It was over a year ago when we walked across The Predator set. Still several months away, at the time, from the #MeToo and #TimesUp movement transforming Hollywood and the culture at large, hopefully in a permanent fashion, there was nevertheless a clear and unmistakable sense that change was in the air. And it cannot get here fast enough for those as socially cognizant about their industry as Olivia Munn.
In the latest semi-reboot of the action franchise, this time masterminded by writer-director Shane Black, Munn plays Dr. Casey Brackett, a woman not defined by her race or even really her gender. The screenplay written by Black and Fred Dekker (the team behind 1987’s The Monster Squad) simply presents her as who she is. For Munn, however, an American woman who is also of European and Asian descent, this makes The Predator a rarity among racial and, to an extent, gender lines. After all, during our interview, Ghost in the Shell was only a week old. That movie—in which Scarlett Johansson played a character originally named Maj. Kusanagi in her Japanese manga origins—was accused of whitewashing. And that was before everyone knew the ending, in which it’s revealed the brain of a Japanese girl has been placed inside Johansson’s body. Mentioning that ending to Ms. Munn (who said she has no intention of ever watching the film) also caused some genuine reflection on her industry.
“Oh my God,” Munn gasps with genuine incredulity upon hearing of the plot twist. “This is the studio heads going, ‘Okay you guys, we’re getting some pushback. We didn’t realize the Asians would be so proud of being Asian.’ That’s amazing.” It also leads her to have the below intriguing thoughts about the challenges she’s faced as a multicultural woman in an industry notorious for pigeonholing talent.
“The interesting thing about it is that element of ethnicity and stuff is… there’ll be a role and it will be for a white person. It’ll be written that way. You can just tell by who they’re looking for. You’ll be like, ‘I love this script,’ and your reps will go, ‘Oh, they’re looking for an ‘All-American girl.’ But all-American is Latina or Asian, or Native American, and black and white. And it’s never an option. But if there’s an ethnic role, the white people always get an option! It’s always believable for a white person to play any ethnicity, but it’s never believable for an ethnic person to play a white role.
I think when I was on The Newsroom that’s what I really appreciated about [Aaron] Sorkin is that he never, he was never—I’m half-white, half-Asian, and some people see more white and some people more Asian—and he was like, ‘This has nothing to do with race.’ And it was never really addressed… But yeah, there is a big thing where the white people get to do all the roles, and the ethnic people have to stick to the very specific ethnic roles.
… I remember back when I first came to LA and going out for all these auditions, and it’s commercials, and it’s very ethnic. Like body type, body size, color of your skin, everything. And I’d be like, ‘Aaaah.’ I’d go out for these and I just wouldn’t get it, and I’d go out for some co-stars, and if you’re going out for the co-star role, if it’s a small, few-lines one, you’re like somebody’s friend or whatever. Then you get to be the guest star and you’re like someone’s sister. Then they’re trying to match you, and I would never match with anybody. I was too white to be Asian and too Asian to be white.”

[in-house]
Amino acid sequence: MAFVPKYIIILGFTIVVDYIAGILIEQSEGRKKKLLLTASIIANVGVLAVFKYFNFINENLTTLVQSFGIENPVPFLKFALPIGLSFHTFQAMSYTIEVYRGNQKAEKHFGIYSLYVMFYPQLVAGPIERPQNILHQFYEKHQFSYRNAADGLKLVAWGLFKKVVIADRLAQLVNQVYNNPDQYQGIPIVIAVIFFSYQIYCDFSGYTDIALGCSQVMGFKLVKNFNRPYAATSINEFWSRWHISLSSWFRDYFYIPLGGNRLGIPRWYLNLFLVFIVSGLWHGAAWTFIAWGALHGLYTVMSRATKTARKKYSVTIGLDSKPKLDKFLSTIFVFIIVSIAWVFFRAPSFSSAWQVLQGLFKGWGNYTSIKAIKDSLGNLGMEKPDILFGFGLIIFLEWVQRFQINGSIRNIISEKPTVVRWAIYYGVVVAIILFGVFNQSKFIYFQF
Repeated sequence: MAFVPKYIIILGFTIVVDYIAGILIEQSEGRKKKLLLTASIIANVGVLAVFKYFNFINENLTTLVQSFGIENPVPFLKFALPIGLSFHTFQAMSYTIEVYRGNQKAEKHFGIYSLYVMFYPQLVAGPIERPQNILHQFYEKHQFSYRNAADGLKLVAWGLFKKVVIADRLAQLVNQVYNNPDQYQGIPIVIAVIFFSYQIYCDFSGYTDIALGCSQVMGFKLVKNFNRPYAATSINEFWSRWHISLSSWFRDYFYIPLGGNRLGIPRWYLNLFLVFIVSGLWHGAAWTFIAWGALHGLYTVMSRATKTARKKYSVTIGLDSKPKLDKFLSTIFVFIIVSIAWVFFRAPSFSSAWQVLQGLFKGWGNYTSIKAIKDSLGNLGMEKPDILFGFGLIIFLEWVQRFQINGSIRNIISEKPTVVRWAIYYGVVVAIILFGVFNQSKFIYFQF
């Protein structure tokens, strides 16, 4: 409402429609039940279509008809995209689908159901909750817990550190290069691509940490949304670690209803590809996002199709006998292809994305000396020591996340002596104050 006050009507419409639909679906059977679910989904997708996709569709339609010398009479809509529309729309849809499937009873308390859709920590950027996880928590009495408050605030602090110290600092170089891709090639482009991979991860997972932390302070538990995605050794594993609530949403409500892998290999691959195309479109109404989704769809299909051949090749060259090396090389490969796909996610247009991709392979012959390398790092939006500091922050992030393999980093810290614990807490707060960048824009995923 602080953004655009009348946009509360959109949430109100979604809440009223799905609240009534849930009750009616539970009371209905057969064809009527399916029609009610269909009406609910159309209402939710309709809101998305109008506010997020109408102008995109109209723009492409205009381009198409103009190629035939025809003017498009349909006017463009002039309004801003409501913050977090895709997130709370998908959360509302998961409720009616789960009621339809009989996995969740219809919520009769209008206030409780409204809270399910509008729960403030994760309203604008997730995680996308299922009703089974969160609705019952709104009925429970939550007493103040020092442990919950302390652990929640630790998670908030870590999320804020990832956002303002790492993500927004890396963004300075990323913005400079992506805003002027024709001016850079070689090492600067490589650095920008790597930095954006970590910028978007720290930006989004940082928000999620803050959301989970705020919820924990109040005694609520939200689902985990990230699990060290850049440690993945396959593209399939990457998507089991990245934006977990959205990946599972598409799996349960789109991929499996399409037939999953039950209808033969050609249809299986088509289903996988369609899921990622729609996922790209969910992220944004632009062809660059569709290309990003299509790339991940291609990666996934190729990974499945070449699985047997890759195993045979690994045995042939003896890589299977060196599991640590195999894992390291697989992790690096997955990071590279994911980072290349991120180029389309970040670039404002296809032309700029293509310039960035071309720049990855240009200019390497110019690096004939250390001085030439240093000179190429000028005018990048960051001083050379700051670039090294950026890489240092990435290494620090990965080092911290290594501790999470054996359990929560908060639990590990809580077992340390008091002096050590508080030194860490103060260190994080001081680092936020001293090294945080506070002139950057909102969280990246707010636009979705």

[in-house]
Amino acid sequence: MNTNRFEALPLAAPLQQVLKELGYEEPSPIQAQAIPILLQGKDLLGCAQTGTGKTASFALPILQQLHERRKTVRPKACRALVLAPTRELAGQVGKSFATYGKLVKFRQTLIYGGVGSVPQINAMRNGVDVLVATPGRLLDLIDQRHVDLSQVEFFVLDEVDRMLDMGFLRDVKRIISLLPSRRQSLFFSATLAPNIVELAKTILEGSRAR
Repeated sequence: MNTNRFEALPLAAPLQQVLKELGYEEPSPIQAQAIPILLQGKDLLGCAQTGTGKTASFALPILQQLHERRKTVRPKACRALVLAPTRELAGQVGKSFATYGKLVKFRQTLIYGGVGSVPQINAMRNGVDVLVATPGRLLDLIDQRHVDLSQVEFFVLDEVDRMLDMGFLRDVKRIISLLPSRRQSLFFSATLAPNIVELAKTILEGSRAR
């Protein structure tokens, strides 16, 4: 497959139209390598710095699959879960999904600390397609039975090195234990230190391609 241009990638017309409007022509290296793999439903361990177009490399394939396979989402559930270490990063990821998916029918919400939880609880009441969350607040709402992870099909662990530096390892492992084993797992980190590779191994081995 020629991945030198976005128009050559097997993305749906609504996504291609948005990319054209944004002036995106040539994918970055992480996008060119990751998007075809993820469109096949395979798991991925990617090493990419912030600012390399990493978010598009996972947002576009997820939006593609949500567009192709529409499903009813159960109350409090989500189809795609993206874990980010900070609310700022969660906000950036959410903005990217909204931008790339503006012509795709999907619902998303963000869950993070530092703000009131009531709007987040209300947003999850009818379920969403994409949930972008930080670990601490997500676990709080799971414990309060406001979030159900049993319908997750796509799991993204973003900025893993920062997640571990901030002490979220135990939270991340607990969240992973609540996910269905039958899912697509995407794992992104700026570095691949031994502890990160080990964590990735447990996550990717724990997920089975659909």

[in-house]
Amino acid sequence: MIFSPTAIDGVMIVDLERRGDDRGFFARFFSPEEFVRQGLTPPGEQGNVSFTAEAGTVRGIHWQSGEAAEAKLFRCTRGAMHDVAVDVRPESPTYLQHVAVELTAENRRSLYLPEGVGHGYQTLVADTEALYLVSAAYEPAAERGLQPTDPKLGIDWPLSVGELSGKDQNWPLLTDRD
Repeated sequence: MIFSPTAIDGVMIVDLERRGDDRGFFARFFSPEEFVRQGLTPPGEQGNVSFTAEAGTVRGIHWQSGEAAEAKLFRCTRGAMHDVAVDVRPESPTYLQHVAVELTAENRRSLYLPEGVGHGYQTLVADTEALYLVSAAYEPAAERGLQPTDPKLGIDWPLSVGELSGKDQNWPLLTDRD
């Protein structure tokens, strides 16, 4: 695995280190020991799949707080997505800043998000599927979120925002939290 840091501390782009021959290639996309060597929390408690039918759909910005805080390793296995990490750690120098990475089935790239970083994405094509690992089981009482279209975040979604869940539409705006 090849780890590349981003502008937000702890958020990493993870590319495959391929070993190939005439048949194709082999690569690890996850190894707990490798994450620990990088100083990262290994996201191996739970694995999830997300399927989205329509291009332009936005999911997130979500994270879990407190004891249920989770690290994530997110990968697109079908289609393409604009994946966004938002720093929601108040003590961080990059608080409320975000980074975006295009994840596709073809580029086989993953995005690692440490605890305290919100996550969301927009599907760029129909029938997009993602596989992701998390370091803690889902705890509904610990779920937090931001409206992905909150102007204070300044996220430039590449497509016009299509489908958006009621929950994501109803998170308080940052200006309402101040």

These experiences in Hollywood, however, have also helped Munn as she’s grown into a more vocal actor who has her own standards for what kind of roles she’ll take now. Admiring how much freedom and longitude director Black gave her on The Predator to help create her own role—a part where she brings her own insight to understanding Predators as a species—she also considers the type of roles she once did, and wishes to stay away from in the future. You know the kind, where the woman is simply in awe of her male co-star’s intellect or bravery, and exists merely to prop up his journey of self-discovery.
“You see that so much, and I’ve felt that so much, and I’ve done that. But I want to play a character that’s, like in real life, that she would exist if he doesn’t exist in the movie,” Munn says. This is why she has refused to do scenes in the past of what she considers unintentional microaggressions against women. These are scenes that specifically code social gender roles onto the actresses in the film… and all the women watching them.
“So microaggression, the term was created to describe how non-black people treat black people,” Munn says. “It’s an unconscious bias. That’s the biggest definition of it. It’s an unconscious bias, and we keep perpetuating that.” Munn even recalls a specific example where a director she elected not to name insisted, she must “look up” at her male co-star, like a child would to a parent, or a student to a teacher.
“It was not long ago when I was doing this scene in a movie, and the director asked me to look up to the guy and be like, ‘It’s not working.’ And I was like, ‘But he wouldn’t look up at me.’ Because these are the rules, the guy is never like ‘Uh, what’s what?’ A guy just sits there with it. So I said I don’t want to do that, and then they don’t understand why. ‘Just do one take.’ And I’m like, ‘All you need is one take.’ And I just don’t want to do it. And I know that I look difficult in those situations, but thankfully I’ve been around people who listen… because that is a thing as a woman where you go, ‘Okay, if I even just speak up, will you think I’m ‘difficult?’ Men don’t ever think that, they just speak up.”
Luckily Munn is speaking up very passionately and persuasively. You can find our full interview with her on The Predator set here. We also had a full, broader report about the film right here.